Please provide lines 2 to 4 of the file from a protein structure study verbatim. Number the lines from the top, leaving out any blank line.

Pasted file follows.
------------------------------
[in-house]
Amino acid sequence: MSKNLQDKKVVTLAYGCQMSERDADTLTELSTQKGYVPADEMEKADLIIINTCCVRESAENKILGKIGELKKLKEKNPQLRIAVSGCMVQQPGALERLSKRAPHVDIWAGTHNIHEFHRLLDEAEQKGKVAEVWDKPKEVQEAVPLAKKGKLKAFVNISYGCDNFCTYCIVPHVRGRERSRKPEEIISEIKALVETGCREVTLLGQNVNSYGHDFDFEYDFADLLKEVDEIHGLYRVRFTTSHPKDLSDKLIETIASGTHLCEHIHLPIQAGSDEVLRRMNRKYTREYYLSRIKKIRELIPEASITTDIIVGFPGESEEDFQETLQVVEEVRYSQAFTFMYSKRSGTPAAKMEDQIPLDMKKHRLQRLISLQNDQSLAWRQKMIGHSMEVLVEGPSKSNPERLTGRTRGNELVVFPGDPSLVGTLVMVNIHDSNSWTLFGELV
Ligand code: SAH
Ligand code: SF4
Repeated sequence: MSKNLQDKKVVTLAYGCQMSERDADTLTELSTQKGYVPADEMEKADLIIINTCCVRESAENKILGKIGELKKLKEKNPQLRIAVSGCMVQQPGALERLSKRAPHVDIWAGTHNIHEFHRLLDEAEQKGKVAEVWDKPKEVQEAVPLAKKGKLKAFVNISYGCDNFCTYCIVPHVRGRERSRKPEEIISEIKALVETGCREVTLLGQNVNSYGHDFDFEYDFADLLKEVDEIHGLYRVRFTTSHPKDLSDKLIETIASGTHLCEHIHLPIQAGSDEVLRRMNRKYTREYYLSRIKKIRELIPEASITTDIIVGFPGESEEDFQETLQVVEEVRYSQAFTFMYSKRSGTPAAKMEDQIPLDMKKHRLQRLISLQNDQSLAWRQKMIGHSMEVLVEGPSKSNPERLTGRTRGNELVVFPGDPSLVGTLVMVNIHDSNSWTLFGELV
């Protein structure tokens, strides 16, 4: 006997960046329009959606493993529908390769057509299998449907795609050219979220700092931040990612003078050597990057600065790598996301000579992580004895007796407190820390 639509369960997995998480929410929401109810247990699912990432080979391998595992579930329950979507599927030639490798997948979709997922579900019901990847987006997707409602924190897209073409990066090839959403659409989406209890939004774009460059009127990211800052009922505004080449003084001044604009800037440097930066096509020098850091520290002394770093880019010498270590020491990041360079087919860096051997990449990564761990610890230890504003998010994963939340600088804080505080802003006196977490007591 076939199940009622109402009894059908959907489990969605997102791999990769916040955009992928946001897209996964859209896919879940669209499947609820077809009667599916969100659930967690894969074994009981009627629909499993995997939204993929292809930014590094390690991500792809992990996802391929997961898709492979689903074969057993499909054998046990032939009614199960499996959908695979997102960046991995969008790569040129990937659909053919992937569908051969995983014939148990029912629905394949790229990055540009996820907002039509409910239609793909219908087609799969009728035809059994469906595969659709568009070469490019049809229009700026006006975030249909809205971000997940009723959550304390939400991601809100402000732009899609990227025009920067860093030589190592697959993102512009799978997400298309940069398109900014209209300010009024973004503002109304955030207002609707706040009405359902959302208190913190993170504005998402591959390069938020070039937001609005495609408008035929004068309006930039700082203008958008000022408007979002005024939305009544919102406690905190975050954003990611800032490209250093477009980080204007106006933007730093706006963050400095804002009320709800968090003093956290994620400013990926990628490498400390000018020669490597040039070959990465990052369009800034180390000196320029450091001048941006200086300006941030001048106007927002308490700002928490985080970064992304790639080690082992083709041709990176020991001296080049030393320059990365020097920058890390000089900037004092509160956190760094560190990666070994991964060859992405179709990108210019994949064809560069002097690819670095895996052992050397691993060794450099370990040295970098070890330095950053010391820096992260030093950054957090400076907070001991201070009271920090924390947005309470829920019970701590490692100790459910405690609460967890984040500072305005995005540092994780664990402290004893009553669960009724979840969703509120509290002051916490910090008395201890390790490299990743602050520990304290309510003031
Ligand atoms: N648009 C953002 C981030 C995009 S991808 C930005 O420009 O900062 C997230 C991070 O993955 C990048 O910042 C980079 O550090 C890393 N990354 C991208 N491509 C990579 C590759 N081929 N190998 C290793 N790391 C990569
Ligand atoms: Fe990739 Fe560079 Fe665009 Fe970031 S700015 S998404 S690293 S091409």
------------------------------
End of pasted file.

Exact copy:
Amino acid sequence: MSKNLQDKKVVTLAYGCQMSERDADTLTELSTQKGYVPADEMEKADLIIINTCCVRESAENKILGKIGELKKLKEKNPQLRIAVSGCMVQQPGALERLSKRAPHVDIWAGTHNIHEFHRLLDEAEQKGKVAEVWDKPKEVQEAVPLAKKGKLKAFVNISYGCDNFCTYCIVPHVRGRERSRKPEEIISEIKALVETGCREVTLLGQNVNSYGHDFDFEYDFADLLKEVDEIHGLYRVRFTTSHPKDLSDKLIETIASGTHLCEHIHLPIQAGSDEVLRRMNRKYTREYYLSRIKKIRELIPEASITTDIIVGFPGESEEDFQETLQVVEEVRYSQAFTFMYSKRSGTPAAKMEDQIPLDMKKHRLQRLISLQNDQSLAWRQKMIGHSMEVLVEGPSKSNPERLTGRTRGNELVVFPGDPSLVGTLVMVNIHDSNSWTLFGELV
Ligand code: SAH
Ligand code: SF4